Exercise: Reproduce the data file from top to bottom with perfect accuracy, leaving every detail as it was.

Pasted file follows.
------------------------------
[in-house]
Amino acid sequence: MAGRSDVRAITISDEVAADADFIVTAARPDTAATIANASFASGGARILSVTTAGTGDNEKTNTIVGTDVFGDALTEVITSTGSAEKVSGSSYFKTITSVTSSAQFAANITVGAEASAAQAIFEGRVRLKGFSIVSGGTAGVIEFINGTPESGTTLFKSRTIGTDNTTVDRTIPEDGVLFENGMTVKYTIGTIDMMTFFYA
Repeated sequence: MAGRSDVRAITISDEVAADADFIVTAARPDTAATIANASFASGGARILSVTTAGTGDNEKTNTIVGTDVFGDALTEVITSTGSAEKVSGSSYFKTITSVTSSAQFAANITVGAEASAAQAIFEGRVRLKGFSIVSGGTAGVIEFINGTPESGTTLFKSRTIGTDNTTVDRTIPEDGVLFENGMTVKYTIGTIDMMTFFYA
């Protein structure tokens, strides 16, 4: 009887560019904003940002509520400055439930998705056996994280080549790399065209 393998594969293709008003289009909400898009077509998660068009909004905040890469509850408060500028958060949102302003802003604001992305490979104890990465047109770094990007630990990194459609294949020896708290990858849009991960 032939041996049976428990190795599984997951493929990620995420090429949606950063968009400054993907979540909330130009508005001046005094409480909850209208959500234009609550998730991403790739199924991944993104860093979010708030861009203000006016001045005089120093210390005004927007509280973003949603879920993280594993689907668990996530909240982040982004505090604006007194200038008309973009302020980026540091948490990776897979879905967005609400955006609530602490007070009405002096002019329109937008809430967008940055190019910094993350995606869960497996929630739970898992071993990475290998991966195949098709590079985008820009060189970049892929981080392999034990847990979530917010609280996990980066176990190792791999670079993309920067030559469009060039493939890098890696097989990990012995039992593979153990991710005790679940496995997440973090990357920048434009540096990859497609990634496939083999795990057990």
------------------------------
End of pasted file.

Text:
[in-house]
Amino acid sequence: MAGRSDVRAITISDEVAADADFIVTAARPDTAATIANASFASGGARILSVTTAGTGDNEKTNTIVGTDVFGDALTEVITSTGSAEKVSGSSYFKTITSVTSSAQFAANITVGAEASAAQAIFEGRVRLKGFSIVSGGTAGVIEFINGTPESGTTLFKSRTIGTDNTTVDRTIPEDGVLFENGMTVKYTIGTIDMMTFFYA
Repeated sequence: MAGRSDVRAITISDEVAADADFIVTAARPDTAATIANASFASGGARILSVTTAGTGDNEKTNTIVGTDVFGDALTEVITSTGSAEKVSGSSYFKTITSVTSSAQFAANITVGAEASAAQAIFEGRVRLKGFSIVSGGTAGVIEFINGTPESGTTLFKSRTIGTDNTTVDRTIPEDGVLFENGMTVKYTIGTIDMMTFFYA
């Protein structure tokens, strides 16, 4: 009887560019904003940002509520400055439930998705056996994280080549790399065209 393998594969293709008003289009909400898009077509998660068009909004905040890469509850408060500028958060949102302003802003604001992305490979104890990465047109770094990007630990990194459609294949020896708290990858849009991960 032939041996049976428990190795599984997951493929990620995420090429949606950063968009400054993907979540909330130009508005001046005094409480909850209208959500234009609550998730991403790739199924991944993104860093979010708030861009203000006016001045005089120093210390005004927007509280973003949603879920993280594993689907668990996530909240982040982004505090604006007194200038008309973009302020980026540091948490990776897979879905967005609400955006609530602490007070009405002096002019329109937008809430967008940055190019910094993350995606869960497996929630739970898992071993990475290998991966195949098709590079985008820009060189970049892929981080392999034990847990979530917010609280996990980066176990190792791999670079993309920067030559469009060039493939890098890696097989990990012995039992593979153990991710005790679940496995997440973090990357920048434009540096990859497609990634496939083999795990057990």